"Neither slavery nor involuntary servitude, except at the behest of the duly elected officials of the federal government or as a punishment for crime whereof the party shall have been duly convicted, shall exist within the United States, or any place subject to their jurisdiction."
Is this wording satisfying to you? Would you be okay with the government being able to enslave you, even partially, as long as no individuals could? I kind of don't think you would. But taking your hard earned wages, in essence, is the same thing. To this you might counter, "But I am willing to pay a part of my income to the government to provide essential services and to help others less fortunate than me." Well, there would be nothing to prevent you from sending that money in voluntarily just like young men and women voluntarily join the military.
The founding fathers of the United States of America understood well the power that government could wield over its citizens and were understandably dubious of having one. Many of them, or their ancestors, came to the colonies to rid themselves of the tyranny of government in other parts of the world. Yes, unfortunately, slavery was encoded into the original Constitution, but that was mostly a compromise position in order to get the country started. It took an extremely bloody war to correct this problem. Yet, the founding fathers also understood that some level of government was essential to a nation's preservation since there needed to be an ultimate authority to settle disputes, provide law and order and justice, and to protect citizens from foreign invaders.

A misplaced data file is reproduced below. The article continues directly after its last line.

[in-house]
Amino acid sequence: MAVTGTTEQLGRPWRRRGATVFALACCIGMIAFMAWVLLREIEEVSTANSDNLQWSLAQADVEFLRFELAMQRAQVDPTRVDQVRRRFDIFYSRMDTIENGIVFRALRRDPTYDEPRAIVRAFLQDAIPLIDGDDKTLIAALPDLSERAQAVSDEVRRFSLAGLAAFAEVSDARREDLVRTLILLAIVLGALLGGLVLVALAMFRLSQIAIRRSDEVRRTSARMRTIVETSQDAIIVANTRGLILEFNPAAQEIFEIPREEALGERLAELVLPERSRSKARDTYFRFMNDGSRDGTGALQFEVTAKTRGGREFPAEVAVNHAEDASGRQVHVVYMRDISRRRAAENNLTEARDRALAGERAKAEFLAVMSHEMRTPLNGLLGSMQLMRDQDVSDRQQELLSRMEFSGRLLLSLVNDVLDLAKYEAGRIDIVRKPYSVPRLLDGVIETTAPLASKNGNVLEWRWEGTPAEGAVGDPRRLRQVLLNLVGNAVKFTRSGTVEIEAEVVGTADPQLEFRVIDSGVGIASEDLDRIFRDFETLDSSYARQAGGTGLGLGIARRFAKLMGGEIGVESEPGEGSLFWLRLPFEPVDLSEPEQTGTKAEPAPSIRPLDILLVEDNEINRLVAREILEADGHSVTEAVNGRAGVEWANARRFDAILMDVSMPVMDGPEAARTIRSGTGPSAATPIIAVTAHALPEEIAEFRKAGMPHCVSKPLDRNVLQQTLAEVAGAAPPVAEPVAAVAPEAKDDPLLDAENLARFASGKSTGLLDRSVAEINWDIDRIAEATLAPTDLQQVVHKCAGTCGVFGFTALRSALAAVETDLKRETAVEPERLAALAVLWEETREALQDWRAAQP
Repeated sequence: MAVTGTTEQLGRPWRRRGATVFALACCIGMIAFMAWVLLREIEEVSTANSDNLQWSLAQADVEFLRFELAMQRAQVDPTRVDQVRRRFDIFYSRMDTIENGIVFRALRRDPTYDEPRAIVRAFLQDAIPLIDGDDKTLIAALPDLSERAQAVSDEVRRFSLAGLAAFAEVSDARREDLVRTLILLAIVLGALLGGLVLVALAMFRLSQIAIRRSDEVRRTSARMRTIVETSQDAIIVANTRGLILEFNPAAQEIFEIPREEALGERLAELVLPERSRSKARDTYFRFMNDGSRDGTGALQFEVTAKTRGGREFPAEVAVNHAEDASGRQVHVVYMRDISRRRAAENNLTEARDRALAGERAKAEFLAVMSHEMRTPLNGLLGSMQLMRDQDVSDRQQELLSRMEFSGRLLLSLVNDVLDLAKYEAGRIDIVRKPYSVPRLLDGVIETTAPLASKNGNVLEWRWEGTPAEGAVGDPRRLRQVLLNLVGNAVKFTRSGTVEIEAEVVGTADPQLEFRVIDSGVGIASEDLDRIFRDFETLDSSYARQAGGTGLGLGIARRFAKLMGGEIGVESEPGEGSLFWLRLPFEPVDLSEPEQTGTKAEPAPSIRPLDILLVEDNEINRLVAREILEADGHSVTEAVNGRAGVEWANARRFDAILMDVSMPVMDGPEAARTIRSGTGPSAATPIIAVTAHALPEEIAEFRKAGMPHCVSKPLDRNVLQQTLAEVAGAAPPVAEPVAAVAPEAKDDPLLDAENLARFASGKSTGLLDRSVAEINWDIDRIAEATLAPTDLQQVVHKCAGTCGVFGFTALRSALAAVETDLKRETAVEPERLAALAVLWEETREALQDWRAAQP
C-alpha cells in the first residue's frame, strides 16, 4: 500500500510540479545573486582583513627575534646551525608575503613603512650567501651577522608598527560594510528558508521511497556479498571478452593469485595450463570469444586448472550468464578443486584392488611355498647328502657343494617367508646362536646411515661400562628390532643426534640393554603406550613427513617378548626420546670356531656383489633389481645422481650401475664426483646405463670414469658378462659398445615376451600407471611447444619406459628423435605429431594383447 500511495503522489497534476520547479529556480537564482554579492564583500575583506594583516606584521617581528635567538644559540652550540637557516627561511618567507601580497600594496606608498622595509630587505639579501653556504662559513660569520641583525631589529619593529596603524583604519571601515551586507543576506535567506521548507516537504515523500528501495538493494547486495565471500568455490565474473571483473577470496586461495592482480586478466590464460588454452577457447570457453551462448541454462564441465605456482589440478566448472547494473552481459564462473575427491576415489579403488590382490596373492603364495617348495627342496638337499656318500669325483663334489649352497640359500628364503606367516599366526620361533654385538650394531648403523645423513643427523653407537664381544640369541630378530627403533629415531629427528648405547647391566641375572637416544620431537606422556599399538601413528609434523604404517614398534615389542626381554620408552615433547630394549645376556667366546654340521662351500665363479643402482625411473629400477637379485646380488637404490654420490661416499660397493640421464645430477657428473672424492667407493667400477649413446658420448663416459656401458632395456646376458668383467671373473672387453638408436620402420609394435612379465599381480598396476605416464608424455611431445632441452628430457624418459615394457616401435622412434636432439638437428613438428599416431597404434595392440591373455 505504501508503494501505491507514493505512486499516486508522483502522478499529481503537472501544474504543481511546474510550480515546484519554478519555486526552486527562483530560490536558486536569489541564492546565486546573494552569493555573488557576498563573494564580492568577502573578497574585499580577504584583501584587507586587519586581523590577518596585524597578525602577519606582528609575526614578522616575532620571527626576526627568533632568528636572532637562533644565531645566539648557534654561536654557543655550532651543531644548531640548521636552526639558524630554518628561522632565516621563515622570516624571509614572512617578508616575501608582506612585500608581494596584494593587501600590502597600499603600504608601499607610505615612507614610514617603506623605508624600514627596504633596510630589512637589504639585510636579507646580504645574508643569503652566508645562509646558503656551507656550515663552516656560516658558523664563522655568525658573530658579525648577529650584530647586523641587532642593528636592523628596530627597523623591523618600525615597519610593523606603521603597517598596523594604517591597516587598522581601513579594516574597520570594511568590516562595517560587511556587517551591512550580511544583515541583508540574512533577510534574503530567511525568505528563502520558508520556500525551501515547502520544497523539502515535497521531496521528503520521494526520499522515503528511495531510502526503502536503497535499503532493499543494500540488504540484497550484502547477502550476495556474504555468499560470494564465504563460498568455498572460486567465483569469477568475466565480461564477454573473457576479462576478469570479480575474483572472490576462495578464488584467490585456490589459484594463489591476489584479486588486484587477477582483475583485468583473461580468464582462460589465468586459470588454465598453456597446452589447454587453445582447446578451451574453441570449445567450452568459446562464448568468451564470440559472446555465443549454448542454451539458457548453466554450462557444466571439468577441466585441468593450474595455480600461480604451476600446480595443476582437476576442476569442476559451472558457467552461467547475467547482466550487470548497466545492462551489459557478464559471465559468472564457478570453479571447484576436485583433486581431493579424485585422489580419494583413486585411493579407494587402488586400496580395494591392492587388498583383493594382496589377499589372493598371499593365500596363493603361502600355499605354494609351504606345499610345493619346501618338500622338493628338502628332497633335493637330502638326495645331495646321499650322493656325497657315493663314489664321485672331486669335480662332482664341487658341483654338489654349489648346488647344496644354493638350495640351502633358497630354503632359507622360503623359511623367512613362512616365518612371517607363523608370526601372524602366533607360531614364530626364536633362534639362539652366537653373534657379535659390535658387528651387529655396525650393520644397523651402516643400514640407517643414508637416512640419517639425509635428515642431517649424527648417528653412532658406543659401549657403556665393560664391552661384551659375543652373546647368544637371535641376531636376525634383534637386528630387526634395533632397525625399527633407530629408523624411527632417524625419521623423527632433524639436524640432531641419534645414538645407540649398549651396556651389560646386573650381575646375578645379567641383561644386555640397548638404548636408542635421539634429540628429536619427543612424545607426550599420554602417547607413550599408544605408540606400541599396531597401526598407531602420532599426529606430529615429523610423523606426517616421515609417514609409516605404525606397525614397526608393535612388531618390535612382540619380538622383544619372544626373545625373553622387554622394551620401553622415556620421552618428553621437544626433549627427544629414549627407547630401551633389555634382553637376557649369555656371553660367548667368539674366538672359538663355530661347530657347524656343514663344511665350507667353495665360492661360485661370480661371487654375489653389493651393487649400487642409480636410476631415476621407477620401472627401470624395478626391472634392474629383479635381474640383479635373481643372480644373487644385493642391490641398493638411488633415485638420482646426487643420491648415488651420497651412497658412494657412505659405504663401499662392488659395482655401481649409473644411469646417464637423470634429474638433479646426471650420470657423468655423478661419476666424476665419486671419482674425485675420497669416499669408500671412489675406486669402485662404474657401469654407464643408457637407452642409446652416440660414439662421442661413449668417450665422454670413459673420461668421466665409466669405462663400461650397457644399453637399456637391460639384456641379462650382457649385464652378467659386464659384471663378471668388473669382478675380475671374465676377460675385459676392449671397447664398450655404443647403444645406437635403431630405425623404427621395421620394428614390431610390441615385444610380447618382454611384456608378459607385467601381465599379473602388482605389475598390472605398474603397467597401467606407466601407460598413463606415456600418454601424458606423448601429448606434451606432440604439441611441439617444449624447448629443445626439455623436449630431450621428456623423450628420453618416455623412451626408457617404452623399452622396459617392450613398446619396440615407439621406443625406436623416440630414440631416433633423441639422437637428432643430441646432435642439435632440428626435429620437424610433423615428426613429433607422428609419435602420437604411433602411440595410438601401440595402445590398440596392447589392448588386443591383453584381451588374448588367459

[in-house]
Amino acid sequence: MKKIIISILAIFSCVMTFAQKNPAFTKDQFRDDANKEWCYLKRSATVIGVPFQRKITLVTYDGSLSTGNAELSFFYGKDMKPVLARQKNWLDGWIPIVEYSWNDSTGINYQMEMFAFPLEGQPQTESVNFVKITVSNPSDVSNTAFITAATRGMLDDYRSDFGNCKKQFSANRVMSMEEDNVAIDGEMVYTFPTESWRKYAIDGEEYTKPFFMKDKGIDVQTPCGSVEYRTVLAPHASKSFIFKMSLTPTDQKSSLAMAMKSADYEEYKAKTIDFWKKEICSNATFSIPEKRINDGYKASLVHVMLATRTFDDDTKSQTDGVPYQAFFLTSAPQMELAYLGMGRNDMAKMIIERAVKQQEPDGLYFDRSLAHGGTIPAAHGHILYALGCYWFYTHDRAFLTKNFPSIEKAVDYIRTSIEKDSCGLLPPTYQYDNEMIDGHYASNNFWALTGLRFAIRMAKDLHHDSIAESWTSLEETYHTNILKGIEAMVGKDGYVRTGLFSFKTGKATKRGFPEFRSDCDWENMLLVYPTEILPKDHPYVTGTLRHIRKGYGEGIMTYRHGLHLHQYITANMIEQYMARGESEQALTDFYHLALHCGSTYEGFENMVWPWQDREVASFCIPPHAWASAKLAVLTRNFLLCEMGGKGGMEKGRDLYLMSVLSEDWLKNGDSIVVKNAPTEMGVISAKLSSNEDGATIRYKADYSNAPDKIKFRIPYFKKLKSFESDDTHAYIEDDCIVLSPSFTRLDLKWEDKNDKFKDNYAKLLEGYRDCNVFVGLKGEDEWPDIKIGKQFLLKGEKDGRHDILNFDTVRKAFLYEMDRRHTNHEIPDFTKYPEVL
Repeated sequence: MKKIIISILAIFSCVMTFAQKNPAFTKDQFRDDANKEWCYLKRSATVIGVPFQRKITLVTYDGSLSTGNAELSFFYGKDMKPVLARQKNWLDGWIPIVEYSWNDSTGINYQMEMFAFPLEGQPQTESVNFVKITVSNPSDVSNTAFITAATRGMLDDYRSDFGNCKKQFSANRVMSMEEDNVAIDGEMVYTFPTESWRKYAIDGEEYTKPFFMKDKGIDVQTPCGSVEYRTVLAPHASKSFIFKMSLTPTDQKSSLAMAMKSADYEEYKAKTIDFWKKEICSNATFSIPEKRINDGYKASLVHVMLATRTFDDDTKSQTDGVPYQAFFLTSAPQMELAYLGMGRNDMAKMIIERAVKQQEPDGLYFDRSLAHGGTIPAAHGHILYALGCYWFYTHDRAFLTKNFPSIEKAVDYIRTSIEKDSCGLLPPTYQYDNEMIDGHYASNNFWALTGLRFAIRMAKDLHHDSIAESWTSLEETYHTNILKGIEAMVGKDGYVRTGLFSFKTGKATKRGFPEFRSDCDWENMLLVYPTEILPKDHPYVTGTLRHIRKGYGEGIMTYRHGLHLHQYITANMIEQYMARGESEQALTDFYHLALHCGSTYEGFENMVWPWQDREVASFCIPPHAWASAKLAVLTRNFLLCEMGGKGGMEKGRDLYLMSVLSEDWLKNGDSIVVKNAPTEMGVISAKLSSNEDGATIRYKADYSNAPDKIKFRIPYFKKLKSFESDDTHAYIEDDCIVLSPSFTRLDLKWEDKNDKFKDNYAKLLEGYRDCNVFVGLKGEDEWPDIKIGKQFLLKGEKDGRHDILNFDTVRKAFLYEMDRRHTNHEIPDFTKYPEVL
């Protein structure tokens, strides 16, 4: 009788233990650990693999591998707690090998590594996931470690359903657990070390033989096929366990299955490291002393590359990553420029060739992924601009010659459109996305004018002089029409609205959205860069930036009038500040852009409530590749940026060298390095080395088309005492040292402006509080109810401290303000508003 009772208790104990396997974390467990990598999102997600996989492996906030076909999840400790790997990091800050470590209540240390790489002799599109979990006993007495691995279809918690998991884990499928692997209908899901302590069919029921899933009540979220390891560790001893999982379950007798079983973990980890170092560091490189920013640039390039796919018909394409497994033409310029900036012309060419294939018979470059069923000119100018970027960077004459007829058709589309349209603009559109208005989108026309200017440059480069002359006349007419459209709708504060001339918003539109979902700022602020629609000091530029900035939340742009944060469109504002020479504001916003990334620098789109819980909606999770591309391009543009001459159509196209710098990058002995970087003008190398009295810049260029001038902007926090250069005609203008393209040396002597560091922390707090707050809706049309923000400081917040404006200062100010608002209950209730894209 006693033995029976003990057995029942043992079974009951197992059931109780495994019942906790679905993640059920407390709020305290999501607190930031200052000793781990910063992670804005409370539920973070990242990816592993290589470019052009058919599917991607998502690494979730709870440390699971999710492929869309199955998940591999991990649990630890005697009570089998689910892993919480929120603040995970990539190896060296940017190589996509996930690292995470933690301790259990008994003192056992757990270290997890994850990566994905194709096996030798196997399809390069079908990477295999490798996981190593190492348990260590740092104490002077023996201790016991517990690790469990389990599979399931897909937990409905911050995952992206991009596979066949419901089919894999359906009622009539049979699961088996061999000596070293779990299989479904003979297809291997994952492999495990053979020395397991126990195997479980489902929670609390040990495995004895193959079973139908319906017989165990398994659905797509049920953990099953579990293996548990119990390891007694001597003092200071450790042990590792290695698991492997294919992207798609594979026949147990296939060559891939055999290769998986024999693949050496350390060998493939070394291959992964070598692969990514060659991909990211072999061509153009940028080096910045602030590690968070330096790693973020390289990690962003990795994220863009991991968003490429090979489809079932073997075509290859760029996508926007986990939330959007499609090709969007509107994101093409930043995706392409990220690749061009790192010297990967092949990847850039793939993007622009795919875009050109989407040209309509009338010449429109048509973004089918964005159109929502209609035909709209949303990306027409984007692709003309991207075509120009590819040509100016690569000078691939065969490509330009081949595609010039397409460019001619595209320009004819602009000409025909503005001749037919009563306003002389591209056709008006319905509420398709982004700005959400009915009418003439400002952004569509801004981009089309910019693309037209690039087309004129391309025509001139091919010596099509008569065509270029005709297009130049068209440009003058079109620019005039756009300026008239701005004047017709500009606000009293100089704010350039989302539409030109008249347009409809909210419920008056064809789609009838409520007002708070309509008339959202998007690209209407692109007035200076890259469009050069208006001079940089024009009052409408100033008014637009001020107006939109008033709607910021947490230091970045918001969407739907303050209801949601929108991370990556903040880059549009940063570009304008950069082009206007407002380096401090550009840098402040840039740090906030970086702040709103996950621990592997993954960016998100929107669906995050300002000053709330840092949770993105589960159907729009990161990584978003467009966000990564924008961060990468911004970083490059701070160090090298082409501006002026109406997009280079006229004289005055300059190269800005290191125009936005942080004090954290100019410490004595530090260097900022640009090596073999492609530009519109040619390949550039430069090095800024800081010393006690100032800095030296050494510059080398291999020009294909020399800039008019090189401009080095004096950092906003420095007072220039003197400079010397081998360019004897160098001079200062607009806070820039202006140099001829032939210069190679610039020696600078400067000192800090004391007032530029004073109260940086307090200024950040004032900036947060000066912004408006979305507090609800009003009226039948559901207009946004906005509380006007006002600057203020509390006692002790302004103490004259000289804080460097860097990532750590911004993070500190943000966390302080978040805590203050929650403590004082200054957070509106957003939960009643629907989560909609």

So, the founders decided that since a central authority was absolutely needed, they would create one. But a VERY limited one. A constitution was written clearly delineating the powers this government would be allowed to have. In other words, the government operates at the behest of the country's citizens rather than the citizens working at the behest of government. The number of people making up that central government was very small and could be supported by only a very small amount of taxes. Interestingly, the income tax didn't even exist.
However, as the founders feared, government began to grow. Slowly at first, but speeding ever faster as the present day arrived. Congress, with the help of the Supreme Court and the President, now have hundreds of thousands of pages of federal law that gives the federal government FAR more power than we citizens have permitted them to have via the Constitution. And as it grows, funding has to be continually increased to pay for it. Citizens gave the government the right to tax their income at a very low rate with a Constitutional amendment in 1913. Since then the rate has increased dramatically. Other taxes not approved by the Constitution have been authorized by our elected officials as well. Now, the amount of money needed by the government has grown to a point that even those taxes are not sufficient to fund it. Knowing the negative effect of increasing taxes even further, both electorally and economically, our nation now borrows about a TRILLION dollars each year. We are now almost 17 TRILLION dollars in the red.
The system as it exists is unsustainable. We citizens need to help our nation by once again asking ourselves that fundamental question, "Who Owns You?" Once we truly understand the ramifications of the answer, "I own me," and begin to enact it in the real world, we can begin to veer our country off its current path to destruction and hopefully make it once again the land of the free, the home of the brave, and a nation of prosperity.